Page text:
I sent my son upstairs to get dressed for school. It was time to put his favourite shorts and t-shirt into the washing machine and I was wondering what he would find to wear instead. After a while, he turned up in the kitchen all dressed…in his Ninja Turtle onesie (yes, pyjamas).
“Have you seen what Jake’s wearing to school today?” my husband and I asked each other later on.
“Do you think we should let him wear it?”
We were concerned that Jake may get teased by some of the other children and we wanted to protect him from the potential humiliation and hurt. However, it’s important to us that our boys make authentic decisions, not decisions based on what other people might think. So we decided not to question Jake about his decision and, with some trepidation, I dropped him off at school in his outfit of choice.
With all the best intentions, it’s easy for us to over-protect our children and we do so in many different ways. We just want them to be happy and, mistakenly, we believe that smoothing the bumps on their road through childhood will make it a happier journey for them. Protecting them from negative possibilities may, in the short run, be easier but it doesn’t prepare them for adulthood, in which there is no-one smoothing out the road for us. Adults have to navigate all the potholes, hills and bad drivers themselves.
Ultimately, our children’s long-term happiness is compromised by our over-protection.
WE DON’T WANT TO PROTECT OUR CHILDREN FROM THE GOOD STUFF
Taking risks, making mistakes, getting up again – this is the stuff of life. It adds flavour to our experience and it’s “character-building”. If we protect our children from these ups-and-downs, we deny them valuable opportunities –
To learn lessons We learn our lessons best by making mistakes for ourselves, rather than being warned about them by someone else. How often do we watch our children ignore our advice only to end up thinking, if not saying, “You should have listened, I told you so?” – hundreds!
To strengthen their resilience Through stumbling, we learn how to pick ourselves up, dust ourselves off and keep going. If children don’t get the chance to trip over the stuff of childhood, they’ll struggle to recover from the inevitable challenges of adulthood. Resilience is a learned skill and, like any other, developed through practice.
To develop their judgement The only way to develop good judgement is by using it. Children need the space to practise making decisions for themselves without us coaching them and interrupting their process. Any decision that doesn’t turn out well teaches them something that will help them to make a better choice next time.
To have a sense of agency Our children’s lives are their own and it’s not for us to interfere any more than is necessary. In conjunction with The Universe, they each decided to live a life on Earth and we need to allow them the space to follow their instincts and have the experiences intended. I want my boys to feel empowered and to understand that their lives are ultimately their own to shape and, to do that, I need to get out of the way!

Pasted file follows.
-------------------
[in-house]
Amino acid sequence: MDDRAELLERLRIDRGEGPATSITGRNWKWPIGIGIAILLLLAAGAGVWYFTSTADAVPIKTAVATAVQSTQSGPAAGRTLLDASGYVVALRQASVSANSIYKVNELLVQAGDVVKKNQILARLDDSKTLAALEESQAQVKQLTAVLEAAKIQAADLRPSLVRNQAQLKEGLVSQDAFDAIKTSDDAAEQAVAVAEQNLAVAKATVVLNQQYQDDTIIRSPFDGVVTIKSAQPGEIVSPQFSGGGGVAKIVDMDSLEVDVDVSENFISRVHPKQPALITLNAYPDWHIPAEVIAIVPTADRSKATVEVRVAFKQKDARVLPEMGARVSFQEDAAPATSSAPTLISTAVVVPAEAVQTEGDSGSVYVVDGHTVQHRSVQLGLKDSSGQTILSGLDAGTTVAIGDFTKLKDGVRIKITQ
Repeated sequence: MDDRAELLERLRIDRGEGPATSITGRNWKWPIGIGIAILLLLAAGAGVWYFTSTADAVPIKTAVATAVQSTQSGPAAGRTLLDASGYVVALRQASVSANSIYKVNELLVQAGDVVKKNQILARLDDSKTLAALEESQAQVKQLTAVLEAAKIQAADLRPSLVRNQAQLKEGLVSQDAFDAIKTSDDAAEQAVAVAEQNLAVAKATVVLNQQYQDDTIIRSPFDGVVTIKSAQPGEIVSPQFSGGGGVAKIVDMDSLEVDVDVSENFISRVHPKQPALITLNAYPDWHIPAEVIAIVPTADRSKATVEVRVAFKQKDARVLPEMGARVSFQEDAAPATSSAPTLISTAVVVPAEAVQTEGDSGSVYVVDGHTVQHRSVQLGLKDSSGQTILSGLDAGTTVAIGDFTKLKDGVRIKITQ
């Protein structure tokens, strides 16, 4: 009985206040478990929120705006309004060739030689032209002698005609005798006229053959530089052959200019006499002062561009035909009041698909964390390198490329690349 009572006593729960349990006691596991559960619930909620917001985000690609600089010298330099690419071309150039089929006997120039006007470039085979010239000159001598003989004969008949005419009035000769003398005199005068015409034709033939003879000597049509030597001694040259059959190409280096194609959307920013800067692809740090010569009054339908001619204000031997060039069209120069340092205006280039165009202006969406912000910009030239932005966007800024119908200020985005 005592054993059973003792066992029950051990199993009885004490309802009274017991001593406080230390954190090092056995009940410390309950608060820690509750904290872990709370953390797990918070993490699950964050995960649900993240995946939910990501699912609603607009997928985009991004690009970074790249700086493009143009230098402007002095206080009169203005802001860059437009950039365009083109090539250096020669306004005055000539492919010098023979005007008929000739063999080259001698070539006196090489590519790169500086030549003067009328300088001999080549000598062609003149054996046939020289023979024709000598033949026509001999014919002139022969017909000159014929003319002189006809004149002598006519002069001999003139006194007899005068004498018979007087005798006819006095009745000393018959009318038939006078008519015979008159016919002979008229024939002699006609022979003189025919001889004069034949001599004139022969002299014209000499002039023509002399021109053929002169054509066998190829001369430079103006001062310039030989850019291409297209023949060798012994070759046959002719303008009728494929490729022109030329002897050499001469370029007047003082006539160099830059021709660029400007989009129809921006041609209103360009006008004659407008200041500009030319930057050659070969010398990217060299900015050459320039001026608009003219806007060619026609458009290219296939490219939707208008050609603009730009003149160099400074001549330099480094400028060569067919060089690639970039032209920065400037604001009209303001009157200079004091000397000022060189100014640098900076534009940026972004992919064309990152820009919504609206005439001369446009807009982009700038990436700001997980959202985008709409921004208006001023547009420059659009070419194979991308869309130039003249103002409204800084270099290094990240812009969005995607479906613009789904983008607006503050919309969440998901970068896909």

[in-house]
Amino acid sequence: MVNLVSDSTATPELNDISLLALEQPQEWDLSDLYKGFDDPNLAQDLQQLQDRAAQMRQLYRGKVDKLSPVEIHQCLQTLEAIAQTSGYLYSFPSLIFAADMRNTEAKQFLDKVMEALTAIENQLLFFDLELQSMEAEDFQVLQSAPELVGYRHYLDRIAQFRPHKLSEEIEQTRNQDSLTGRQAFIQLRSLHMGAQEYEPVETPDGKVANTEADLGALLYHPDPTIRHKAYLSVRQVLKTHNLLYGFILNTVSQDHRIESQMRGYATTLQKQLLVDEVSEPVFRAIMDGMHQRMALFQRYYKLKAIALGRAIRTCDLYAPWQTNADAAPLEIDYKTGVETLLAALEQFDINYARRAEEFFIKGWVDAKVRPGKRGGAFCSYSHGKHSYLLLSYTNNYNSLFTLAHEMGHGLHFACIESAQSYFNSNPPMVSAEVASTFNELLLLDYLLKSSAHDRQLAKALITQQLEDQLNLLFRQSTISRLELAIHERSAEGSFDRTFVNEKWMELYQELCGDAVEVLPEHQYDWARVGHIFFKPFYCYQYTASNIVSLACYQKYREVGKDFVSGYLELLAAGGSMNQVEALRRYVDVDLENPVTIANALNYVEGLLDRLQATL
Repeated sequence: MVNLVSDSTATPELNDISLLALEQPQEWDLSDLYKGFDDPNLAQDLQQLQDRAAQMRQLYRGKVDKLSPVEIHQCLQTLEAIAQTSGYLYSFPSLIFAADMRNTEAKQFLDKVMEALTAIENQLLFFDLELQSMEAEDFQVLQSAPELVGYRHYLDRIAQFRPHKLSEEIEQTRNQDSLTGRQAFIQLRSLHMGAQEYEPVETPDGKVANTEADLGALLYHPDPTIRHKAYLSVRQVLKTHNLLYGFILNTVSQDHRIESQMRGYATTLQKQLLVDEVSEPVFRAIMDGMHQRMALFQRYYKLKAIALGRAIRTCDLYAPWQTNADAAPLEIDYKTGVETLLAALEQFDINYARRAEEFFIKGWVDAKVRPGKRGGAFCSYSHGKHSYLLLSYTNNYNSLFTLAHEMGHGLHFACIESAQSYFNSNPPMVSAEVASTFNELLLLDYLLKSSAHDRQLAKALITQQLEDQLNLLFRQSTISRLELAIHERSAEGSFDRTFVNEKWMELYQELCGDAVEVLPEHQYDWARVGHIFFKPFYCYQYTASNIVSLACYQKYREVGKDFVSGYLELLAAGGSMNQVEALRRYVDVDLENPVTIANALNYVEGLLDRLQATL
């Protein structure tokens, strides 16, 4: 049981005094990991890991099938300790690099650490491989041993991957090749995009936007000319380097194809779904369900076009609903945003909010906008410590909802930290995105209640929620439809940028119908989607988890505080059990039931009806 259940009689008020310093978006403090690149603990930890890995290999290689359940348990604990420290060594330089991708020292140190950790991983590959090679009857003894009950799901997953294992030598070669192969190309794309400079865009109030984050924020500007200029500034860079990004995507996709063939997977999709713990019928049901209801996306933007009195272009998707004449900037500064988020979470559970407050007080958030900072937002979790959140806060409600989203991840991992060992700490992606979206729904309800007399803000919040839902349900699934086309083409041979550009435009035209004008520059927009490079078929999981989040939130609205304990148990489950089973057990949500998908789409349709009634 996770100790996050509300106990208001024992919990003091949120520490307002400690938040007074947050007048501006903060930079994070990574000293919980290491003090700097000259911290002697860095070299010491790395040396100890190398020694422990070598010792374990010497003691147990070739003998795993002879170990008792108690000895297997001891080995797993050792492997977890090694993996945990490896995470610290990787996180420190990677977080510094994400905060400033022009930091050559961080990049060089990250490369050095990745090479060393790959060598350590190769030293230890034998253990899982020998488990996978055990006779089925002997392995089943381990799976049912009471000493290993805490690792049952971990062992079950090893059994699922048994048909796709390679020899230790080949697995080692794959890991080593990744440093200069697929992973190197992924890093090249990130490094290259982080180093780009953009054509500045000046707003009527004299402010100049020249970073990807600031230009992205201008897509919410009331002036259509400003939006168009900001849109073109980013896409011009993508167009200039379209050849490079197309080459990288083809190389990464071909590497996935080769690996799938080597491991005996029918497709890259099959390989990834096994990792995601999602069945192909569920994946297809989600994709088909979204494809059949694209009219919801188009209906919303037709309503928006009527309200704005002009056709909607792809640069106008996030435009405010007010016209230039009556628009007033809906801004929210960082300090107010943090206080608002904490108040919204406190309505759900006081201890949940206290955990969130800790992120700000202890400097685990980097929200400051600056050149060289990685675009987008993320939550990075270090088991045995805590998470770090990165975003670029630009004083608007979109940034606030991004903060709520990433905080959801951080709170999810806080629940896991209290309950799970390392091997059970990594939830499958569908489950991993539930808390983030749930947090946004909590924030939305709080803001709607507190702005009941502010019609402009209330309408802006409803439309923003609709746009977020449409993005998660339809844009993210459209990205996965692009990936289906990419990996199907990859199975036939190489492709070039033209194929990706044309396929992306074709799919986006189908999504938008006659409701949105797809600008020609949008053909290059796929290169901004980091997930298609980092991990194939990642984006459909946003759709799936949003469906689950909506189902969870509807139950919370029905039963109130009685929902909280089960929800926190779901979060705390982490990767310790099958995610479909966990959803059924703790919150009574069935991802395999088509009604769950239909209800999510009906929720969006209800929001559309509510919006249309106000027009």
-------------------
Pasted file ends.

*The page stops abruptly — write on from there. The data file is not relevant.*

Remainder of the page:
To deepen their trust in the world Over-protecting our children doesn’t communicate our faith in them or in The Universe. As a parent who understands that we are spiritual beings, part of a greater whole, I know that we each have all the wisdom that we need within us and that The Universe is helping us along. By controlling their lives, we give the messages to our children that they can’t handle it and The Universe won’t support them. This sets them up for living in fear, rather than faith, which is a stressful way to live.
To have fun The fun stuff can be risky! When we teach our children to be over-cautious, they can become risk-averse and miss out on lots of fun. We’ve probably all stood on the sidelines of a super-fun activity that our children have refused to participate in. We feel sorry to see them miss out on a good time. This happens sometimes for all children but, if it happens regularly, it’s worth considering whether we have been over-protective or if it’s just that our child is more tentative by nature (and, if they are, that’s ok).
IN SUMMARY – THE AMBULANCE AT THE BOTTOM OF THE CLIFF
Protection is a part of our parenting role but it is a smaller part than I first thought. I have slowly loosened my grip and am increasingly willing to let my boys take calculated risks. I would not let my 3-year-old cross the road by himself but I give him free reign at playgrounds. It’s not easy, my heart is in my throat as he navigates trickier equipment and higher heights each time but, if it’s not life-threatening, I let him do it. I’m sure, that I’m becoming more resilient as he is. And I can see that he’s actually really good at judging his own capability.
Our job is not to smooth the road for our children but to enable them to choose their own path and weather the bumps. We’re not so much the police who cordon-off dangerous areas to keep our children safe as much as we are the paramedics who arrive to help them recover from an accident. When I find myself wanting to tell my boys to “be careful”, I stop myself to decide if it’s really necessary. I often end up saying “that looks like fun” instead.
As for Jake – he wore his Ninja Turtle onesie to school three days in a row until it was time for it to go in the washing machine too. If anyone had been unkind to him, he obviously didn’t care because he didn’t tell me. I was so proud of him for being himself and so pleased I hadn’t tried to talk him out of doing what he wanted to.
Much love to you and your little souls,